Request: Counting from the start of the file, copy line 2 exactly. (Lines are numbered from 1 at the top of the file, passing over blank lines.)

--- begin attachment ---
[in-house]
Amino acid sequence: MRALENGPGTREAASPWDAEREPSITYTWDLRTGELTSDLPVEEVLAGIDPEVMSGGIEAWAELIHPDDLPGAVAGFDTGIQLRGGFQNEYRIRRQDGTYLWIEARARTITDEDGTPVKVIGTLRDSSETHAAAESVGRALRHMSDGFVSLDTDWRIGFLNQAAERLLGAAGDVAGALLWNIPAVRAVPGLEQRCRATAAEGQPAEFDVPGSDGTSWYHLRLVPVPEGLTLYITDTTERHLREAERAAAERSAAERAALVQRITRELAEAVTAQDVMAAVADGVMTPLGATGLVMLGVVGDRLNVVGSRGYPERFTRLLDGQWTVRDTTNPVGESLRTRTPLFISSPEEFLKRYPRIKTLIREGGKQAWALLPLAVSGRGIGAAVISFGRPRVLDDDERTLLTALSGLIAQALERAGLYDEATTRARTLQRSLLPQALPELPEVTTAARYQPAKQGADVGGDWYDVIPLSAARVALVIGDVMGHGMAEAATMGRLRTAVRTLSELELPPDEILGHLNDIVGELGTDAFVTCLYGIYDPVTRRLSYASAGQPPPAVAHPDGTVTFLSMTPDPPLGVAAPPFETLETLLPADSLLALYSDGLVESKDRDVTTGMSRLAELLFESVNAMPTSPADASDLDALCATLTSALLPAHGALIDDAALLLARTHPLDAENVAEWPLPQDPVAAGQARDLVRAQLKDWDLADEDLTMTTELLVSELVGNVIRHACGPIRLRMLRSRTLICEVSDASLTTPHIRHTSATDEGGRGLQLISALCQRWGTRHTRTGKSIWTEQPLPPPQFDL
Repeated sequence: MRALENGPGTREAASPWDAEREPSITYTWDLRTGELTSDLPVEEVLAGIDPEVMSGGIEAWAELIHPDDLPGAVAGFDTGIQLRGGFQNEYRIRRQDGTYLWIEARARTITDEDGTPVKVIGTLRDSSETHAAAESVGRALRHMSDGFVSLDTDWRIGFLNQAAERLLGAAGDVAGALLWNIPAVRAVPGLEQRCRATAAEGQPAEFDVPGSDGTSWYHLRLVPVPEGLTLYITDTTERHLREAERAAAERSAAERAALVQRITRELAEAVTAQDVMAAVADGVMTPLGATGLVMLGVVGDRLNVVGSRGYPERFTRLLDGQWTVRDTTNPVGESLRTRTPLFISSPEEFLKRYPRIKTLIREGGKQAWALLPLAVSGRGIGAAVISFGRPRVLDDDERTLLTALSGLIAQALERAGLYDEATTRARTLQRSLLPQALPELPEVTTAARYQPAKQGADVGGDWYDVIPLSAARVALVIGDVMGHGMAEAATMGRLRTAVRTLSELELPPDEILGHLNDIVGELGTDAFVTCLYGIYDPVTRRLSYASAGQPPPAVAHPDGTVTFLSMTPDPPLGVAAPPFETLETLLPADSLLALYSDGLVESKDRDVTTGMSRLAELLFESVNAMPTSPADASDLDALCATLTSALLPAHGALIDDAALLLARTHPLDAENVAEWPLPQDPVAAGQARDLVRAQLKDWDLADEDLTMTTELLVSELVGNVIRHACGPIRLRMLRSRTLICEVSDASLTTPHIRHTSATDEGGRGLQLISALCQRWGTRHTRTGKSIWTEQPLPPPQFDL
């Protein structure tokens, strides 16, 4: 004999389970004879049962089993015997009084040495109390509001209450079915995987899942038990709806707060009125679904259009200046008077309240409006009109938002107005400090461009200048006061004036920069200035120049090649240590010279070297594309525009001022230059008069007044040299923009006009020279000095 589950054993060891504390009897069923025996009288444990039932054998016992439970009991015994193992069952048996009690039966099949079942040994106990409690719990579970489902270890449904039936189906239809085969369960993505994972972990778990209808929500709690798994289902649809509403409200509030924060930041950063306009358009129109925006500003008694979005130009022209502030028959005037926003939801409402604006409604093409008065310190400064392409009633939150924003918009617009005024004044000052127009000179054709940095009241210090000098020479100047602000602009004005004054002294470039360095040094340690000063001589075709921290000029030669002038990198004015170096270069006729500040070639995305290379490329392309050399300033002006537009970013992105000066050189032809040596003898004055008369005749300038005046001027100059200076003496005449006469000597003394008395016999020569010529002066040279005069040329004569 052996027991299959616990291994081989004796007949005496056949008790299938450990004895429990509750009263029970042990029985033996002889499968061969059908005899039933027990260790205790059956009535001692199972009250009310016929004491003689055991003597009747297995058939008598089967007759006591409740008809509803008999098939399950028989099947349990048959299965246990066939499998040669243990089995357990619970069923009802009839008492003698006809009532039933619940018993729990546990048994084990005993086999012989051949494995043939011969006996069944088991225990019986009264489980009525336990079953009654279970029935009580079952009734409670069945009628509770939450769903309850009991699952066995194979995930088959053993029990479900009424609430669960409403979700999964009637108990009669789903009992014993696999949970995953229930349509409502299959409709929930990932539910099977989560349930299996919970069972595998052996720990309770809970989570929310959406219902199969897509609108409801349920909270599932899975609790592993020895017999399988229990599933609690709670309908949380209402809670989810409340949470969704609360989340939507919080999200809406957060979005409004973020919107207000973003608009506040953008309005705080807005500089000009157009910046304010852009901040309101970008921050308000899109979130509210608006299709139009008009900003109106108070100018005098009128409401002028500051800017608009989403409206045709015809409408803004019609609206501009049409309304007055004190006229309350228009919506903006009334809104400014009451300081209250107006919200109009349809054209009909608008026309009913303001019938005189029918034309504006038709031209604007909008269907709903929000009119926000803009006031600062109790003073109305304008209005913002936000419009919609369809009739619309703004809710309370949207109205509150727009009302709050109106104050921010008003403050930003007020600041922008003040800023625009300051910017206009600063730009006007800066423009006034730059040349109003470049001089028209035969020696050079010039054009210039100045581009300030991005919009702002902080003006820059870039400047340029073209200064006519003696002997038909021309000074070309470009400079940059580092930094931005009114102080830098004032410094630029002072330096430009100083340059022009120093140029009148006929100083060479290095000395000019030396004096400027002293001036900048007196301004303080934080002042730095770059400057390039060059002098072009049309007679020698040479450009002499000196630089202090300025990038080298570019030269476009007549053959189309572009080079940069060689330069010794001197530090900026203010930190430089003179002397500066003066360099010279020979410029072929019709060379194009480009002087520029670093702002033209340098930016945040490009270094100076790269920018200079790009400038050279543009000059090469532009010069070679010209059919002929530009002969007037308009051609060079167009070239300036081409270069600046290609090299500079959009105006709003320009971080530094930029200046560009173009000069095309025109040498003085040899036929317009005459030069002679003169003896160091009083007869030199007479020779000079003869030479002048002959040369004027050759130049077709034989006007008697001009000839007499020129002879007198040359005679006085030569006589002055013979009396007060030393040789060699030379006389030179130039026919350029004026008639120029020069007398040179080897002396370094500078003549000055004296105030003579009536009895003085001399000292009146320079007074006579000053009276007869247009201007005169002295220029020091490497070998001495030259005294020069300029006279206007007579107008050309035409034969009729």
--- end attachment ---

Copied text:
Amino acid sequence: MRALENGPGTREAASPWDAEREPSITYTWDLRTGELTSDLPVEEVLAGIDPEVMSGGIEAWAELIHPDDLPGAVAGFDTGIQLRGGFQNEYRIRRQDGTYLWIEARARTITDEDGTPVKVIGTLRDSSETHAAAESVGRALRHMSDGFVSLDTDWRIGFLNQAAERLLGAAGDVAGALLWNIPAVRAVPGLEQRCRATAAEGQPAEFDVPGSDGTSWYHLRLVPVPEGLTLYITDTTERHLREAERAAAERSAAERAALVQRITRELAEAVTAQDVMAAVADGVMTPLGATGLVMLGVVGDRLNVVGSRGYPERFTRLLDGQWTVRDTTNPVGESLRTRTPLFISSPEEFLKRYPRIKTLIREGGKQAWALLPLAVSGRGIGAAVISFGRPRVLDDDERTLLTALSGLIAQALERAGLYDEATTRARTLQRSLLPQALPELPEVTTAARYQPAKQGADVGGDWYDVIPLSAARVALVIGDVMGHGMAEAATMGRLRTAVRTLSELELPPDEILGHLNDIVGELGTDAFVTCLYGIYDPVTRRLSYASAGQPPPAVAHPDGTVTFLSMTPDPPLGVAAPPFETLETLLPADSLLALYSDGLVESKDRDVTTGMSRLAELLFESVNAMPTSPADASDLDALCATLTSALLPAHGALIDDAALLLARTHPLDAENVAEWPLPQDPVAAGQARDLVRAQLKDWDLADEDLTMTTELLVSELVGNVIRHACGPIRLRMLRSRTLICEVSDASLTTPHIRHTSATDEGGRGLQLISALCQRWGTRHTRTGKSIWTEQPLPPPQFDL